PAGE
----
Kids These Days – Rants of an Old Animator

First of all, I’m not that old. But when you’ve been alive for three decades, you start to get the hankering to put on your old-man hat and talk about the good old days. And the truly older folks shake their head at you because “you don’t know anything yet, punk kid” and they’re totally right. At any rate, today we’ve simply got a fun little story about an experience I had while buying The Great Mouse Detective on Blu-ray…

Costco, for those who don’t know, is a buy-in-bulk type grocery store where one can walk away with 17 gallons of Extra Virgin Olive Oil for one low price. Well, it’s a low price if you divided it up into “the amount of olive oil a normal, sane person might need” which is not, ever, 17 gallons. But you think you’re getting something on the cheap.

“Hey!” you exclaim gleefully, “if I bought a reasonable amount of this stuff at the normal grocery store, I’d be paying almost 10 cents more for it! What a deal!” Then you take out a second mortgage to pay for the industrial drum of EVOO as you roll it to your car.

At any rate, Costco DOES offer some great deals on DVDs and Blu-ray discs, much of the time. A normal Disney film at Best Buy for $30 can be had for $24.99, sometimes even less if there’s an instant rebate involved. And on occasion they will simply want to rid their inventory of some particular movie, at which time prices drop through the floor.

That was the case when I stumbled upon The Great Mouse Detective on Blu-ray, perched happily on the shelf for $12. Twelve dollars for the movie that made me decide to become an animator? Score!

I joyfully took my film, along with my 12 pounds of Ramen noodles and, yes, drum of olive oil (which is what I actually went there for in the first place) to the cashier and waited as she rung up the customer in front of me. She was a younger woman, somewhere in her 20’s, and very cheerful. Noticing Basil of Bakerstreet on the conveyer belt, her eyes lit up as she proclaimed “Hey, I remember that movie!”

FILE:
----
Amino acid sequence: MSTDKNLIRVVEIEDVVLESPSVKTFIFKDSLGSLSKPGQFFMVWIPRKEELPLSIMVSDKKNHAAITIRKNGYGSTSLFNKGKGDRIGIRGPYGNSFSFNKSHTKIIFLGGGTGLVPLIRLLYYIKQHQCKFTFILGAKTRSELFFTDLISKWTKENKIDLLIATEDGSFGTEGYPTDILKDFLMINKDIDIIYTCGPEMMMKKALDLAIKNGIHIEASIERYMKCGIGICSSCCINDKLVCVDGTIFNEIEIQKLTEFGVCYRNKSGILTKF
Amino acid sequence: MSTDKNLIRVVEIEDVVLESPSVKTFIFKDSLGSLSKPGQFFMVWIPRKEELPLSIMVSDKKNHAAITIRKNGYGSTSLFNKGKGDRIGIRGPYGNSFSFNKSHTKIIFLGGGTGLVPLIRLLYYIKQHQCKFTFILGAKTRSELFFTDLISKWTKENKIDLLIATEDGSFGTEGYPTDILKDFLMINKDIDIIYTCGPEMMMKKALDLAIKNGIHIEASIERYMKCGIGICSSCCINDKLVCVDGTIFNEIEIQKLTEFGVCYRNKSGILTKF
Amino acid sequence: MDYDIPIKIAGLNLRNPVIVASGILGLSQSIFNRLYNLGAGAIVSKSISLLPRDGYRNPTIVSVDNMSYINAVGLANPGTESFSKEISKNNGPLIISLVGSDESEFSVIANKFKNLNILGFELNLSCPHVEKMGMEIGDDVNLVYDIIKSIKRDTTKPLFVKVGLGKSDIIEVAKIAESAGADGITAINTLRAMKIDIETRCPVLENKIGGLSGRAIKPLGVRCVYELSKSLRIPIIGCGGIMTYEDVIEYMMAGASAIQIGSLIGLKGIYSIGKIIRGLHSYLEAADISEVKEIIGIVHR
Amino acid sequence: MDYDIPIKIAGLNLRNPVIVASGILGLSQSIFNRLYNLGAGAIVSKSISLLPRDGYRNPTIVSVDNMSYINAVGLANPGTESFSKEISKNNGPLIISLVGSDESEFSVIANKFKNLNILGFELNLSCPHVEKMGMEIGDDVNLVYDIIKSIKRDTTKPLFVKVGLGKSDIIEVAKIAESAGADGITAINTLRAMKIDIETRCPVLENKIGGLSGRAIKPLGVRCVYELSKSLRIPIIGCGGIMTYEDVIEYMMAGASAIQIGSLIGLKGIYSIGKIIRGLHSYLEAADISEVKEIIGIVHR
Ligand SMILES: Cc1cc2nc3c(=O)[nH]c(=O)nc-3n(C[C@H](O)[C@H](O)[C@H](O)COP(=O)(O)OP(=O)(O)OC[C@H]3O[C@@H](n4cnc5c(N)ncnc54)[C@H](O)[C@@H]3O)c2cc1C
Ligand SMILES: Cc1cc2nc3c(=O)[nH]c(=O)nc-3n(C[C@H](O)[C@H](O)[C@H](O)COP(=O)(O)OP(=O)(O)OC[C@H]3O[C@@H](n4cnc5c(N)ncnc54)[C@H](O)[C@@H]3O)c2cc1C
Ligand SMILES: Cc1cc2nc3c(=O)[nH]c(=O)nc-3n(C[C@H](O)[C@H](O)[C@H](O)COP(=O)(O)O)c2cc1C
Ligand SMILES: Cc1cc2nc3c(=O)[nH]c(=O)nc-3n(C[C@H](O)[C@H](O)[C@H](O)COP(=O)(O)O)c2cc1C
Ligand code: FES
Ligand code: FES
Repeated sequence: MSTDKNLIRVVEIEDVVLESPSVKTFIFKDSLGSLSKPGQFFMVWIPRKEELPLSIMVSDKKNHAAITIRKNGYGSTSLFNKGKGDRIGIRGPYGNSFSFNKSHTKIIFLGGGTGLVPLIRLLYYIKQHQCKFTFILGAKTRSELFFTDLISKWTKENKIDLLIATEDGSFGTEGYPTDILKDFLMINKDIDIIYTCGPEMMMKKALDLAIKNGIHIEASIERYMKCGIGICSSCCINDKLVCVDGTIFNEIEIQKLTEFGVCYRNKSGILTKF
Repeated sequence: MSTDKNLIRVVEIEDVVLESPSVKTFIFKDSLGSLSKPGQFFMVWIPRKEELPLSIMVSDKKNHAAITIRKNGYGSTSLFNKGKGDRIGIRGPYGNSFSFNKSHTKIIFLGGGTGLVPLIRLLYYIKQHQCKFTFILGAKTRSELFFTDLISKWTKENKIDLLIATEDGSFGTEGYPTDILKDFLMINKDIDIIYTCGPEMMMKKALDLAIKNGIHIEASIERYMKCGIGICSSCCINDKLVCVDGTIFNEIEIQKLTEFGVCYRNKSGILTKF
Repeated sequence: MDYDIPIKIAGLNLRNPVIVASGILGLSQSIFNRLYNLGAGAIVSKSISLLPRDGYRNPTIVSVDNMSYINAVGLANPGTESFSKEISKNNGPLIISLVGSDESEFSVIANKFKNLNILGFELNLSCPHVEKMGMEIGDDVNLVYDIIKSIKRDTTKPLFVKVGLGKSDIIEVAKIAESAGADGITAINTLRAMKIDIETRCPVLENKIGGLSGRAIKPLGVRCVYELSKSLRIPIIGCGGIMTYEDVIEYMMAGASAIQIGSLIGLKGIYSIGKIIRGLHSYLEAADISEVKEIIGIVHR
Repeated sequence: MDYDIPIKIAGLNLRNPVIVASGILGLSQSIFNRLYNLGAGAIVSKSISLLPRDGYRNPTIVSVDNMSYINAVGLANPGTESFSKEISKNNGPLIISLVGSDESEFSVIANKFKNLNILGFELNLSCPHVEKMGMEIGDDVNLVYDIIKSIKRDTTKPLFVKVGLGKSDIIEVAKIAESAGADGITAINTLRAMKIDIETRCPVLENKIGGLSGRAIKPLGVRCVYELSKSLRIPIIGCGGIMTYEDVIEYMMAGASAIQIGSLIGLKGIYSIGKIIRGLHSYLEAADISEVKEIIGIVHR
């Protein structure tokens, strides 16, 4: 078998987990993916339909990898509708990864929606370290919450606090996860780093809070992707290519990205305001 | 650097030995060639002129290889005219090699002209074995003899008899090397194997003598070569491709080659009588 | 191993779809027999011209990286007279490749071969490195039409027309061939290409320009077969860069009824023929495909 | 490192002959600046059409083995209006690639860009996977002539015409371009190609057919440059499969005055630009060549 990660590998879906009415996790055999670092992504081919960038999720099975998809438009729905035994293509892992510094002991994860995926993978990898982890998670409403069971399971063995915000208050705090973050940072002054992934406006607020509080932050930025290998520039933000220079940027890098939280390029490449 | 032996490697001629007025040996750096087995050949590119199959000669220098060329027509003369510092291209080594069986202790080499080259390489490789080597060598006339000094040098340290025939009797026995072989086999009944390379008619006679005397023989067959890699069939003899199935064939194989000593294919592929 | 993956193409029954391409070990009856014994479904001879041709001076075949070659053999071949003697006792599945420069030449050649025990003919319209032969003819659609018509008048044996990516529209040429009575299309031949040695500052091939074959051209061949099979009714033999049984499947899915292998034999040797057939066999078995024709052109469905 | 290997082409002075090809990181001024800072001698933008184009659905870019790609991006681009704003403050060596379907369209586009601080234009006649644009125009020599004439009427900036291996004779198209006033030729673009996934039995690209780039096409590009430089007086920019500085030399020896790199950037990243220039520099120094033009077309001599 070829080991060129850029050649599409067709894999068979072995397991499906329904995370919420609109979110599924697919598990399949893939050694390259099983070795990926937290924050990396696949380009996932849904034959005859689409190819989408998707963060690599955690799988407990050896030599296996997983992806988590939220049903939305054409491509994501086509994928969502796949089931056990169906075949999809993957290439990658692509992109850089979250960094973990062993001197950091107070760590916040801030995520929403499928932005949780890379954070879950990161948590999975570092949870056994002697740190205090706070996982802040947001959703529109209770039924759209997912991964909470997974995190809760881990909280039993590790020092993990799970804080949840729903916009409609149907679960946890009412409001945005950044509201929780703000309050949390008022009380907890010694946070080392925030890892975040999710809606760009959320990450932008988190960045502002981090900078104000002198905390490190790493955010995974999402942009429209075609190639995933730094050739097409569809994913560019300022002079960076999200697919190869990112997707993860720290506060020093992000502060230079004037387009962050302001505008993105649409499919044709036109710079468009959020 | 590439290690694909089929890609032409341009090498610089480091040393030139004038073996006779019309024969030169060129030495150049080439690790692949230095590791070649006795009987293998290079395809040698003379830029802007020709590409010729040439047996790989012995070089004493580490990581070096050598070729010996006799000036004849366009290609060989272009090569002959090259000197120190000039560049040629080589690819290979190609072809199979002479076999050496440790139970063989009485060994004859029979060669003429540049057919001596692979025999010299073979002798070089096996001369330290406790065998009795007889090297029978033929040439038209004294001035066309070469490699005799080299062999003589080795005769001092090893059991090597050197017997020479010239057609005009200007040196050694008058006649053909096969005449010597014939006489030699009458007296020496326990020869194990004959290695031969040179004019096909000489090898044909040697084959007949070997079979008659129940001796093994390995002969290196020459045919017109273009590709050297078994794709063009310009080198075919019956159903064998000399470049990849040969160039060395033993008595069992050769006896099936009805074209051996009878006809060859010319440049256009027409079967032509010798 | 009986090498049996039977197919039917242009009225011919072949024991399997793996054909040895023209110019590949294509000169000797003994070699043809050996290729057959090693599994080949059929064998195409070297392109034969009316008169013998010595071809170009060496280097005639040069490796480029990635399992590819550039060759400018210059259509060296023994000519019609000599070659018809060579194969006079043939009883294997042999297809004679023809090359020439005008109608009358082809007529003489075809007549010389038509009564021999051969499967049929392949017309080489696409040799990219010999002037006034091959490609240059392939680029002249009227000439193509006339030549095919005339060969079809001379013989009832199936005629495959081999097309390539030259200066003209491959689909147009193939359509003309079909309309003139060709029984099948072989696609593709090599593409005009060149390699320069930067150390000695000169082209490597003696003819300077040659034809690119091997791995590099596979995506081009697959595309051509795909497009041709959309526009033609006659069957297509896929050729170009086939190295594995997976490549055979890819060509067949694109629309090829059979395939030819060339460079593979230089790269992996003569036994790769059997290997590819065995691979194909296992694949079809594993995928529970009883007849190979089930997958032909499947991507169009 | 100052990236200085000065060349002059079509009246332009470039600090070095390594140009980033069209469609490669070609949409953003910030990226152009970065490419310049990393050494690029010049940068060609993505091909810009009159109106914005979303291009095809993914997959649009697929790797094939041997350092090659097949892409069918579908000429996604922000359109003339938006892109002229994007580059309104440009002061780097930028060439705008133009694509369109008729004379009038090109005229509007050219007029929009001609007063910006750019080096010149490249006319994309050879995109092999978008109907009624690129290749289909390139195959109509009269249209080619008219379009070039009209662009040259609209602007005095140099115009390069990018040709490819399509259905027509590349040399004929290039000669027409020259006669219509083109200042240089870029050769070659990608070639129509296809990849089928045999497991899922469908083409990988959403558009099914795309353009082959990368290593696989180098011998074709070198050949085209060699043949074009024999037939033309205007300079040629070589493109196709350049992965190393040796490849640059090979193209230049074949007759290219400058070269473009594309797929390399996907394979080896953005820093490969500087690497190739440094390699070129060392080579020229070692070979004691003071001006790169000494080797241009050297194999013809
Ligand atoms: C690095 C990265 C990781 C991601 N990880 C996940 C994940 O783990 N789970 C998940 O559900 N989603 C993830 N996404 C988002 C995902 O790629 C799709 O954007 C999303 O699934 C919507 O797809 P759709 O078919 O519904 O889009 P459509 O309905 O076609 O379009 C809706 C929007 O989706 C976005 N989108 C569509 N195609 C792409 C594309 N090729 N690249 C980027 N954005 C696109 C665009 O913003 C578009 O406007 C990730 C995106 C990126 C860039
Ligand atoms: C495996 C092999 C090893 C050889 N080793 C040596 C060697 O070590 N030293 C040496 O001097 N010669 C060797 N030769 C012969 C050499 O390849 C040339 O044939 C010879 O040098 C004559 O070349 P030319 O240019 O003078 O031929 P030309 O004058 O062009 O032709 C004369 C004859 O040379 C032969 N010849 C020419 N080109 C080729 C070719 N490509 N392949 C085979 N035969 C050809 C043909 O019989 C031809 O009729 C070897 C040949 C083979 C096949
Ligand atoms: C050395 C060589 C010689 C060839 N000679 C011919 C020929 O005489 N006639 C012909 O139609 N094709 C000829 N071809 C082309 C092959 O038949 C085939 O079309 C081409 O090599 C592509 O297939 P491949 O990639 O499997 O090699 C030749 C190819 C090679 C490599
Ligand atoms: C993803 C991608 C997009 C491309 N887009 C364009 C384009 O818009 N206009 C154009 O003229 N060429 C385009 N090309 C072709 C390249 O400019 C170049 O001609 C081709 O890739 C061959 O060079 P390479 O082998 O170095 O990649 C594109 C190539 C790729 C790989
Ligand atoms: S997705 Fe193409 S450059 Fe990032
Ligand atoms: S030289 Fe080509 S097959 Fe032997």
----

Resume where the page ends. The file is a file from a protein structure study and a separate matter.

“It’s so old!”

Ratigan perturbed
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My earliest memory, really EVER, is sitting in a dark theater watching Basil race up the dangerous gears of a giant clock after the nefarious Professor Ratigan, fighting to save all of Mouse London. And while I can’t quite remember much about last week these days, let alone my childhood, I will never forget that magical moment when my tiny, undeveloped four year old mind decided “That’s what I want to do when I grow up.”

Now, chances are good at the time, being four years old, what I was planning for my future career was “Be a detective mouse who saves the world” and not “draw 100,000 pictures in sequence to manipulate people into thinking there is a living, breathing creature on screen,” but the decision stuck, and here I am nearly 30 years later surrounded by stack upon stack of pencil laden Ingram Bond 22 Pound Acme Punched paper.

Back to the present.

“Yeah… like me…” I smiled, remembering that fond memory and realizing that if the film was old, so was I.

The girl giggled at my joke that was not a joke at all.

“Oh, you’re not old!” she said as if that would make me feel better.

Granted, I don’t look old. I often get asked what grade I’m in, or at the very least if I’ve finished college yet. At that moment, though, I felt “all grown up.” It was the first time in my life where a youngster (a word I can now use, apparently) looked at something from my past and regarded it as ancient.

“No, I am,” I accepted my fate, “I saw that movie when it was in theaters.”

“They released that movie in theaters?!” The shock of the girl’s voice was like a dagger to my heart.

Basil Crazed